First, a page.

Summary of Global Warming. Inequality. Covid-19. And Al Gore Is…Optimistic?

Looking for the article?
We have the summary! Get the key insights in just 5 minutes.

Global Warming. Inequality. Covid-19. And Al Gore Is…Optimistic? summary

Editorial Rating



  • Concrete Examples
  • Insider's Take
  • Inspiring


As chair of the $20 billion asset management firm Generation Investment Management and a “recovering politician,” former US Vice President Al Gore believes the private sector will positively influence governments to take environmental action. Gore highlights the firm’s fourth Sustainability Trends Report in this interview with Wired reporters Lauren Goode and Adam Rogers.

About the Authors

Albert Gore is a former US Vice President and chair of Generation Investment Management. He is the author of several bestsellers, including An Inconvenient TruthLauren Goode covers tech services, products and trends as a senior writer for Wired, where Adam Rogers reports on science.


Growing awareness of the climate change emergency and social inequalities drives fundamental economic change.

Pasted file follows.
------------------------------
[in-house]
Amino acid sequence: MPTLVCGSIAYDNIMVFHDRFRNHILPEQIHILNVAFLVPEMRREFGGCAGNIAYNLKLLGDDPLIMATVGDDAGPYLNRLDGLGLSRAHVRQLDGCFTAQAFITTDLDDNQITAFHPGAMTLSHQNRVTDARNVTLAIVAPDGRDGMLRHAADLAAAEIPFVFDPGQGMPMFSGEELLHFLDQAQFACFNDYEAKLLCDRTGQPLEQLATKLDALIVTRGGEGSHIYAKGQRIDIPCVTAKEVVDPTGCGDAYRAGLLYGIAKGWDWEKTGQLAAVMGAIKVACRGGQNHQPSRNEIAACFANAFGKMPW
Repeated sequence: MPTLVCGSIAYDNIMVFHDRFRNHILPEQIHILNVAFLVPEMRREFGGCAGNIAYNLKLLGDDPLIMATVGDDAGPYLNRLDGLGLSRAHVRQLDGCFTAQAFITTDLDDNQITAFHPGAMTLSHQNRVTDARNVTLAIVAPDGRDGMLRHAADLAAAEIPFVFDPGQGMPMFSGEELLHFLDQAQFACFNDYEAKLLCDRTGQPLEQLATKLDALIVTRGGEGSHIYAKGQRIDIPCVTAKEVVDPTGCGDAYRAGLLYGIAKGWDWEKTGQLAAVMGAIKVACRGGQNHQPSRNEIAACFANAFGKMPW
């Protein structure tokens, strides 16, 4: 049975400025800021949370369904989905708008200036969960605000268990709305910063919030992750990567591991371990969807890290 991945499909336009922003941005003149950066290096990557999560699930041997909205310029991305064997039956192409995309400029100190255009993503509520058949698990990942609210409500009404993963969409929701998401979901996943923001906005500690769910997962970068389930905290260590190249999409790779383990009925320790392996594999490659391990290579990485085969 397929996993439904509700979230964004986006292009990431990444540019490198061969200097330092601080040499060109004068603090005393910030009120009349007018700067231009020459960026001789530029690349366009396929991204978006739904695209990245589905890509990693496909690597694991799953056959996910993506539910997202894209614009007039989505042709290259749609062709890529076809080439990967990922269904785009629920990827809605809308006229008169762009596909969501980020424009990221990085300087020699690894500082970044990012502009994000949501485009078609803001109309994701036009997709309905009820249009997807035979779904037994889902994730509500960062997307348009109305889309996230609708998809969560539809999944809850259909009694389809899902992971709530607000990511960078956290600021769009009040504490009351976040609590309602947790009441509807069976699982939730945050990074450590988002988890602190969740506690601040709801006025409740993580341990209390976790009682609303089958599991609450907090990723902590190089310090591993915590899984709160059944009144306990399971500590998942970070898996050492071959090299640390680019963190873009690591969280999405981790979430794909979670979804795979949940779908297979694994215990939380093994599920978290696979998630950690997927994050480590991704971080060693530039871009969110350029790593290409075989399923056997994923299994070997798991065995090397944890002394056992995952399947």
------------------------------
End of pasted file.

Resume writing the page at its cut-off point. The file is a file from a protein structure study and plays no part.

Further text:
Despite the social unrest, the pandemic and the continuing disruption of climate change, former US Vice President Al Gore, chair of the $20 billion asset management firm Generation Investment Management, remains optimistic about the future. The pandemic is increasing the pace of change, he believes, leading people, businesses and governments to deal with the systemic problems that have long preoccupied him.

Awareness of this drive for change creates pressure on government and business to innovate. People today are more aware of the bond between a thriving, healthy planet and thriving, healthy humans. They understand the potential impact of climate change as an existential threat and view it with new urgency.

The COVID-19 pandemic accelerates this change.

Just as no sensible person ignores epidemiologists during a pandemic, everyone should understand why you must heed climate scientists during a climate crisis.

Nations must cut greenhouse gas emissions 7.5% annually over the next 10 years to stay within ...

Comment on this summary

More on this topic

By the same authors

Did Science Miss Its Best Shot at an AIDS Vaccine?
COVID-19 Risks Outlook
Nurses: A Voice to Lead: A Vision for Future Healthcare
The Top 10 Workplace Trends for 2022
Leading Out of Adversity
Is Paranoia the Key to Pandemic Preparedness?
Global Trends 2040

Related Channels